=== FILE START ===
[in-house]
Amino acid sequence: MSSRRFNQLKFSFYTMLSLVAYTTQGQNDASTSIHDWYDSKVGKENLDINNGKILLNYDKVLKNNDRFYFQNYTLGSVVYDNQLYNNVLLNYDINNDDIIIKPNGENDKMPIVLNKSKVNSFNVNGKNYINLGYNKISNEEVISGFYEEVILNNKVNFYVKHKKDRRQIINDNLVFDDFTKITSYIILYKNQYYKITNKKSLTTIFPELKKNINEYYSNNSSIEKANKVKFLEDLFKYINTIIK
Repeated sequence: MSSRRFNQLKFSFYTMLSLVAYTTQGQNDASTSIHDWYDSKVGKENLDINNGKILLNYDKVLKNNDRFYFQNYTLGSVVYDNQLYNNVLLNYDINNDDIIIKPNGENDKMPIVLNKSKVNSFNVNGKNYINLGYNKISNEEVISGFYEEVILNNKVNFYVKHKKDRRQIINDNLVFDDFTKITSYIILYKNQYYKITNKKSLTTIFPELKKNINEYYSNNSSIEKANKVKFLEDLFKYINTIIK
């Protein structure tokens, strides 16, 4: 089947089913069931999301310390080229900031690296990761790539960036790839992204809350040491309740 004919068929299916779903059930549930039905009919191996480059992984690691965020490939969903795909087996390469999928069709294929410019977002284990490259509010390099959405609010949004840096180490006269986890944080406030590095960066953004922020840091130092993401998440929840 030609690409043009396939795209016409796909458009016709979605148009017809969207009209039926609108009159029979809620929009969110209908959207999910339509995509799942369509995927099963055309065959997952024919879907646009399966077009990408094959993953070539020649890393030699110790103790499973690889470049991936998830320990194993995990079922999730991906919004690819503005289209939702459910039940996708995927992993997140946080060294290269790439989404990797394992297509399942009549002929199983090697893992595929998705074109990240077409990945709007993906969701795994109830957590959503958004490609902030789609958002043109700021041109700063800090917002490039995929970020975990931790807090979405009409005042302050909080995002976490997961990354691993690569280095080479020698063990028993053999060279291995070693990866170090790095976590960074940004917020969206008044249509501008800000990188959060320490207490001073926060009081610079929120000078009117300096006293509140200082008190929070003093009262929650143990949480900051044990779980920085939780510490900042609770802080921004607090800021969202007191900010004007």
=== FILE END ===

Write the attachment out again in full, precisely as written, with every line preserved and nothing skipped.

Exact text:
[in-house]
Amino acid sequence: MSSRRFNQLKFSFYTMLSLVAYTTQGQNDASTSIHDWYDSKVGKENLDINNGKILLNYDKVLKNNDRFYFQNYTLGSVVYDNQLYNNVLLNYDINNDDIIIKPNGENDKMPIVLNKSKVNSFNVNGKNYINLGYNKISNEEVISGFYEEVILNNKVNFYVKHKKDRRQIINDNLVFDDFTKITSYIILYKNQYYKITNKKSLTTIFPELKKNINEYYSNNSSIEKANKVKFLEDLFKYINTIIK
Repeated sequence: MSSRRFNQLKFSFYTMLSLVAYTTQGQNDASTSIHDWYDSKVGKENLDINNGKILLNYDKVLKNNDRFYFQNYTLGSVVYDNQLYNNVLLNYDINNDDIIIKPNGENDKMPIVLNKSKVNSFNVNGKNYINLGYNKISNEEVISGFYEEVILNNKVNFYVKHKKDRRQIINDNLVFDDFTKITSYIILYKNQYYKITNKKSLTTIFPELKKNINEYYSNNSSIEKANKVKFLEDLFKYINTIIK
């Protein structure tokens, strides 16, 4: 089947089913069931999301310390080229900031690296990761790539960036790839992204809350040491309740 004919068929299916779903059930549930039905009919191996480059992984690691965020490939969903795909087996390469999928069709294929410019977002284990490259509010390099959405609010949004840096180490006269986890944080406030590095960066953004922020840091130092993401998440929840 030609690409043009396939795209016409796909458009016709979605148009017809969207009209039926609108009159029979809620929009969110209908959207999910339509995509799942369509995927099963055309065959997952024919879907646009399966077009990408094959993953070539020649890393030699110790103790499973690889470049991936998830320990194993995990079922999730991906919004690819503005289209939702459910039940996708995927992993997140946080060294290269790439989404990797394992297509399942009549002929199983090697893992595929998705074109990240077409990945709007993906969701795994109830957590959503958004490609902030789609958002043109700021041109700063800090917002490039995929970020975990931790807090979405009409005042302050909080995002976490997961990354691993690569280095080479020698063990028993053999060279291995070693990866170090790095976590960074940004917020969206008044249509501008800000990188959060320490207490001073926060009081610079929120000078009117300096006293509140200082008190929070003093009262929650143990949480900051044990779980920085939780510490900042609770802080921004607090800021969202007191900010004007």